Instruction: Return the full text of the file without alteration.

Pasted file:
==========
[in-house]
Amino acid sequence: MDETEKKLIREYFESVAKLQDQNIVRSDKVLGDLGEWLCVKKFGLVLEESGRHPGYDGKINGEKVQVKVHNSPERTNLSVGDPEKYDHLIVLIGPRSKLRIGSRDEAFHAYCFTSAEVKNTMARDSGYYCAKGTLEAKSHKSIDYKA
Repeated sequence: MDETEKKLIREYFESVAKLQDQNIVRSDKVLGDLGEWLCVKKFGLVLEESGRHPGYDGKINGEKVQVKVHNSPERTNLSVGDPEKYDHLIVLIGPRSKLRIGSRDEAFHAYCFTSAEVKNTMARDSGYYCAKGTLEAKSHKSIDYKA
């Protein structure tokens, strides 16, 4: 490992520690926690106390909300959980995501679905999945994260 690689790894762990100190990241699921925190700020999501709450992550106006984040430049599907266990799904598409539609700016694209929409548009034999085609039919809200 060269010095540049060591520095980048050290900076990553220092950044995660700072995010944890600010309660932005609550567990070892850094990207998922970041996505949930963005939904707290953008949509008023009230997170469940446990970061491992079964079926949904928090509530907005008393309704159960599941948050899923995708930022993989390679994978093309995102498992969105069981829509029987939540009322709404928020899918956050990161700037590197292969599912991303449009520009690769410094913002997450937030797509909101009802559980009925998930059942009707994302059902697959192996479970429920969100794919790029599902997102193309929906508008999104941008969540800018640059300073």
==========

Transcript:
[in-house]
Amino acid sequence: MDETEKKLIREYFESVAKLQDQNIVRSDKVLGDLGEWLCVKKFGLVLEESGRHPGYDGKINGEKVQVKVHNSPERTNLSVGDPEKYDHLIVLIGPRSKLRIGSRDEAFHAYCFTSAEVKNTMARDSGYYCAKGTLEAKSHKSIDYKA
Repeated sequence: MDETEKKLIREYFESVAKLQDQNIVRSDKVLGDLGEWLCVKKFGLVLEESGRHPGYDGKINGEKVQVKVHNSPERTNLSVGDPEKYDHLIVLIGPRSKLRIGSRDEAFHAYCFTSAEVKNTMARDSGYYCAKGTLEAKSHKSIDYKA
């Protein structure tokens, strides 16, 4: 490992520690926690106390909300959980995501679905999945994260 690689790894762990100190990241699921925190700020999501709450992550106006984040430049599907266990799904598409539609700016694209929409548009034999085609039919809200 060269010095540049060591520095980048050290900076990553220092950044995660700072995010944890600010309660932005609550567990070892850094990207998922970041996505949930963005939904707290953008949509008023009230997170469940446990970061491992079964079926949904928090509530907005008393309704159960599941948050899923995708930022993989390679994978093309995102498992969105069981829509029987939540009322709404928020899918956050990161700037590197292969599912991303449009520009690769410094913002997450937030797509909101009802559980009925998930059942009707994302059902697959192996479970429920969100794919790029599902997102193309929906508008999104941008969540800018640059300073």